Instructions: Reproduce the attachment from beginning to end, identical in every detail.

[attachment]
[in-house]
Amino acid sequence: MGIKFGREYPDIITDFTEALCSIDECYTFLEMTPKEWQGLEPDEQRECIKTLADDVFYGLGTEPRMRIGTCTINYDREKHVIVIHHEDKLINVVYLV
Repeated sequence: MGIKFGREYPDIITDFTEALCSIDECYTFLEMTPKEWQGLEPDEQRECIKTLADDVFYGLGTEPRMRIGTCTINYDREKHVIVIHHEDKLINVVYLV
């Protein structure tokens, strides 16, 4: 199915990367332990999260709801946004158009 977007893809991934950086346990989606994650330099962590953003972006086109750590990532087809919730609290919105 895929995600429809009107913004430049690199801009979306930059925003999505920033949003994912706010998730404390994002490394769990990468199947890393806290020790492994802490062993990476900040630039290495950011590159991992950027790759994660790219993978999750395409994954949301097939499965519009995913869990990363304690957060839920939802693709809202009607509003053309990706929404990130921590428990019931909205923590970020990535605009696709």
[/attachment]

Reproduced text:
[in-house]
Amino acid sequence: MGIKFGREYPDIITDFTEALCSIDECYTFLEMTPKEWQGLEPDEQRECIKTLADDVFYGLGTEPRMRIGTCTINYDREKHVIVIHHEDKLINVVYLV
Repeated sequence: MGIKFGREYPDIITDFTEALCSIDECYTFLEMTPKEWQGLEPDEQRECIKTLADDVFYGLGTEPRMRIGTCTINYDREKHVIVIHHEDKLINVVYLV
């Protein structure tokens, strides 16, 4: 199915990367332990999260709801946004158009 977007893809991934950086346990989606994650330099962590953003972006086109750590990532087809919730609290919105 895929995600429809009107913004430049690199801009979306930059925003999505920033949003994912706010998730404390994002490394769990990468199947890393806290020790492994802490062993990476900040630039290495950011590159991992950027790759994660790219993978999750395409994954949301097939499965519009995913869990990363304690957060839920939802693709809202009607509003053309990706929404990130921590428990019931909205923590970020990535605009696709």